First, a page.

A Disaster Recovery Plan is like an insurance policy. It’s the thing you never hope to need, but are thankful to have when you do. If accidentally putting your phone through the wash feels like a chilly Spring breeze, suffering an organisation–wide operations failure would be a category 5 tornado in the dead of winter. That insurance with the help of IT Managed Services would come in handy, wouldn’t it? For something so critical to maintaining the function and security of a business, you’d be surprised just how many don’t take disaster recovery seriously. You might even be one of them. And you’re not alone. 40% of all businesses rate their organisation’s ability to swiftly recover operations after a disaster as fair to poor, and 3 out of 4 businesses receive a fail grading for DR strategy. Ironically, 95% of businesses experience system failures due to incidents unrelated to natural disasters. These operational disasters account for 45% of all system disasters, with natural disasters and human error accounting for 35% and 19%. And then there’s that 1% of freak, what the hell just happened?!?! occurrences. So if the chance of suffering some kind of system disaster is so high, why aren’t more businesses investing in an effective DRP? Think you’ve got DR covered on your own? Here are 5 reasons your disaster recovery plan will fail.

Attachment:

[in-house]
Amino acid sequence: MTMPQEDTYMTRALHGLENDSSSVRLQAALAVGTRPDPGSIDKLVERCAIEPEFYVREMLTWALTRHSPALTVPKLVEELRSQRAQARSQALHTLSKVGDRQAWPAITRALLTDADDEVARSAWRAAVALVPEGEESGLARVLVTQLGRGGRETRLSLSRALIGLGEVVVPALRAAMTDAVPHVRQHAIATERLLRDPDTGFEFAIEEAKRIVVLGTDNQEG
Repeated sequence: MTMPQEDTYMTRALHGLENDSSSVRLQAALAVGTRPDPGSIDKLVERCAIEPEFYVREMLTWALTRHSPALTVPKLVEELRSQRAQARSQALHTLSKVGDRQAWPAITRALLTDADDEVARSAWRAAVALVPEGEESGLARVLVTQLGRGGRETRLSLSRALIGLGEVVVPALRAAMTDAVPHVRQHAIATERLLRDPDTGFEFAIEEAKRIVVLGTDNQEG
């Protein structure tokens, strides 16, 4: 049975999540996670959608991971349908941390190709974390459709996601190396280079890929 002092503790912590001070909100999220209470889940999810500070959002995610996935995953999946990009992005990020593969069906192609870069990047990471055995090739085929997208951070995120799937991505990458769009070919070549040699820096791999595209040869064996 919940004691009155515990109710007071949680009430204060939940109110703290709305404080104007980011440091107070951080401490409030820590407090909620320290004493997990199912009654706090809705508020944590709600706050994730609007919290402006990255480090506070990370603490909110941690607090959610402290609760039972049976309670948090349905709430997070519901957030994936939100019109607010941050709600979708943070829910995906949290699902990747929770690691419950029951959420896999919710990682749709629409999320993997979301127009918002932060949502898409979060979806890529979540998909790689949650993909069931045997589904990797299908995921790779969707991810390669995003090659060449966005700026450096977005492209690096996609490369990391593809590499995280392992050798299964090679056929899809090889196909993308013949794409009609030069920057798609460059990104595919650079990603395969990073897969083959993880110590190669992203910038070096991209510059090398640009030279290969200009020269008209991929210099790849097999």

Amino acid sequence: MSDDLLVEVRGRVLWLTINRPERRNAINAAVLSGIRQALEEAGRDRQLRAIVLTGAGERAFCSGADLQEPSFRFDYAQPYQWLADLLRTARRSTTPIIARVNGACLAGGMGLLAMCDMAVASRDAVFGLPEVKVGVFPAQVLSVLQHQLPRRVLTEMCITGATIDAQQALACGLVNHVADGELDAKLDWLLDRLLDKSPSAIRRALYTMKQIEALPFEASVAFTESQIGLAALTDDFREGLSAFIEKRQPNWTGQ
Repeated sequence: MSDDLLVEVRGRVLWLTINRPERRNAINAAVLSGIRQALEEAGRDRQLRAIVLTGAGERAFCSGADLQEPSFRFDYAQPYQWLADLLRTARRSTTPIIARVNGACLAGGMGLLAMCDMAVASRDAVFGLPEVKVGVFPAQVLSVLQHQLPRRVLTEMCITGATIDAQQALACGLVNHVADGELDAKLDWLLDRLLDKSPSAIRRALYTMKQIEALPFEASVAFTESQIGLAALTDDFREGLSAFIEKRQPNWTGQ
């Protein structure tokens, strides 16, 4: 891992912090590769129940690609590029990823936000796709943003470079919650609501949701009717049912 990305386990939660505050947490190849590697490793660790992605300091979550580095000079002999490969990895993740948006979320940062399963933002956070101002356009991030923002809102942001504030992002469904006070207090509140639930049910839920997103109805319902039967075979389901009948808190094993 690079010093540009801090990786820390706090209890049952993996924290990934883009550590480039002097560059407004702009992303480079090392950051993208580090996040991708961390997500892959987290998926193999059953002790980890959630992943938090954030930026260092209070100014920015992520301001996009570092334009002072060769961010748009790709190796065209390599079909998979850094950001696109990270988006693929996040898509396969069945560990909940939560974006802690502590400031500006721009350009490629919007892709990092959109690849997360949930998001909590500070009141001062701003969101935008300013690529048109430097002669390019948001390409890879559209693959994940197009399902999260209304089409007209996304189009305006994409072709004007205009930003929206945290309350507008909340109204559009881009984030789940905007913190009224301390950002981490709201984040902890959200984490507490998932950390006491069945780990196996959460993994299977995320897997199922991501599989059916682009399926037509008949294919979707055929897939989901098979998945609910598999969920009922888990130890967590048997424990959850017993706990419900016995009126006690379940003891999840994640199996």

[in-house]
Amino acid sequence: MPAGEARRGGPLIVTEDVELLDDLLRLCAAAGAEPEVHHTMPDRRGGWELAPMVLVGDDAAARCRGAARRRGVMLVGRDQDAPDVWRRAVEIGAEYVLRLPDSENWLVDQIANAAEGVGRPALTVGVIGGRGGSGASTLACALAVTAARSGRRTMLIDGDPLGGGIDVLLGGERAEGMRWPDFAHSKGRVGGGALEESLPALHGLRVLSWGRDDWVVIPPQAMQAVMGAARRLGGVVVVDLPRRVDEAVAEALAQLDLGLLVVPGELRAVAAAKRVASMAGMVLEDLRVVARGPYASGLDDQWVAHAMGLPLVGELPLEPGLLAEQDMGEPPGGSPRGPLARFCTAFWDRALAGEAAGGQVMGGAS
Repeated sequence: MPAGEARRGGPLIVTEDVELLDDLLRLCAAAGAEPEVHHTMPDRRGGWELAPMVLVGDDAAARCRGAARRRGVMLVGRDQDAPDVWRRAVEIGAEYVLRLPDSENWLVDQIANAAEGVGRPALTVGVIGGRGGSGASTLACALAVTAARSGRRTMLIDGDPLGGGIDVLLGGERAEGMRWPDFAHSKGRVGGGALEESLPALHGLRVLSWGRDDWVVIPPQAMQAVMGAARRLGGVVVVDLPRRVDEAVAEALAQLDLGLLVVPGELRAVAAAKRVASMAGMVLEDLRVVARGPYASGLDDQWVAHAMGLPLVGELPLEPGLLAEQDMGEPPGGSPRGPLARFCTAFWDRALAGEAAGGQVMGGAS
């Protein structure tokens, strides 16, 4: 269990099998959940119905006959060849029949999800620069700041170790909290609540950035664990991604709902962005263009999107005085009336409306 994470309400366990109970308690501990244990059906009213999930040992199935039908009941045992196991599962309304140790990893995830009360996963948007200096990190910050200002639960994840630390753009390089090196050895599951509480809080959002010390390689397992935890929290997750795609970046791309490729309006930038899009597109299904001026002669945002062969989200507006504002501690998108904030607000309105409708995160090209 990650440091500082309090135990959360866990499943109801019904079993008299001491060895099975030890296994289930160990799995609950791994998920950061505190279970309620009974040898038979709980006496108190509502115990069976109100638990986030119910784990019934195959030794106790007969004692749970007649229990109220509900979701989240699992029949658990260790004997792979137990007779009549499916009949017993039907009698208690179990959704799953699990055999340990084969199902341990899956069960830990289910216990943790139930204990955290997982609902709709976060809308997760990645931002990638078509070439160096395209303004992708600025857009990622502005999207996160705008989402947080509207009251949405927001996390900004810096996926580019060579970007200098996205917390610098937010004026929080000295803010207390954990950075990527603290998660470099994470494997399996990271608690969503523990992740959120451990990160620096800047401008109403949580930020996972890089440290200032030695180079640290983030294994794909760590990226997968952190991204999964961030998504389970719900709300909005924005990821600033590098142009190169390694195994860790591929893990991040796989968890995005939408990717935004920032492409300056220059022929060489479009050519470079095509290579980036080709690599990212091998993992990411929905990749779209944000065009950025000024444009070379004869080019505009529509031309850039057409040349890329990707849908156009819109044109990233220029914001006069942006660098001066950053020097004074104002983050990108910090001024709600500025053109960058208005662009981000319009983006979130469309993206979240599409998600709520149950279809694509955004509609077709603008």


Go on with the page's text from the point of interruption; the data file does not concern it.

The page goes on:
Buy in for new technology is difficult to achieve across organisations of all sizes. Whether you have an in-house IT team, outsourced provider or have a one man operation, rolling out new tech always comes with inherent challenges.
The role of CIO in most organisations is rapidly changing with an ever advancing technological landscape. It is also harder to define the exact role with many organisations sharing the term CTO and CIO. For the purposes of this article we are adopting the definition that ComputerWeekly explained in a recent article.
The role of CIO is more than ever akin to trying to juggle while on a tightrope, hurtling towards a wall. It's complicated, it's constantly moving and if you fall off, it's going to take some time to get back on top.